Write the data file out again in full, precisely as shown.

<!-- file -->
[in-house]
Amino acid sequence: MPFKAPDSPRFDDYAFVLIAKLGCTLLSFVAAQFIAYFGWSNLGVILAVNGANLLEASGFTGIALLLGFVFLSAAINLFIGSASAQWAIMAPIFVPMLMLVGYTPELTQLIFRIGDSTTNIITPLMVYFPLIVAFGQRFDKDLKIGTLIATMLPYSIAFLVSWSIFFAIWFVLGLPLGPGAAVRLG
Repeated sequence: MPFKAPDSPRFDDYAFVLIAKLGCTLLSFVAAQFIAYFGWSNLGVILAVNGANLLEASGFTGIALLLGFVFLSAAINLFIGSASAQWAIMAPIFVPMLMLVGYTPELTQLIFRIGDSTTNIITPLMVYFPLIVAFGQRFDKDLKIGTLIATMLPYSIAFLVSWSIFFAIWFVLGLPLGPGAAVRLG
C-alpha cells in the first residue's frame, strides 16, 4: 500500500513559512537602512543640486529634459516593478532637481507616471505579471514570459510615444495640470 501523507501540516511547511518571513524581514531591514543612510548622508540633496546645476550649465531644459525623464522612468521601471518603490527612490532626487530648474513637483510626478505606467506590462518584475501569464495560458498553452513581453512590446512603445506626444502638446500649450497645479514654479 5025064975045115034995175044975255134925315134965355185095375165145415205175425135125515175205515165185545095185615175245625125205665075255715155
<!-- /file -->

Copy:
[in-house]
Amino acid sequence: MPFKAPDSPRFDDYAFVLIAKLGCTLLSFVAAQFIAYFGWSNLGVILAVNGANLLEASGFTGIALLLGFVFLSAAINLFIGSASAQWAIMAPIFVPMLMLVGYTPELTQLIFRIGDSTTNIITPLMVYFPLIVAFGQRFDKDLKIGTLIATMLPYSIAFLVSWSIFFAIWFVLGLPLGPGAAVRLG
Repeated sequence: MPFKAPDSPRFDDYAFVLIAKLGCTLLSFVAAQFIAYFGWSNLGVILAVNGANLLEASGFTGIALLLGFVFLSAAINLFIGSASAQWAIMAPIFVPMLMLVGYTPELTQLIFRIGDSTTNIITPLMVYFPLIVAFGQRFDKDLKIGTLIATMLPYSIAFLVSWSIFFAIWFVLGLPLGPGAAVRLG
C-alpha cells in the first residue's frame, strides 16, 4: 500500500513559512537602512543640486529634459516593478532637481507616471505579471514570459510615444495640470 501523507501540516511547511518571513524581514531591514543612510548622508540633496546645476550649465531644459525623464522612468521601471518603490527612490532626487530648474513637483510626478505606467506590462518584475501569464495560458498553452513581453512590446512603445506626444502638446500649450497645479514654479 5025064975045115034995175044975255134925315134965355185095375165145415205175425135125515175205515165185545095185615175245625125205665075255715155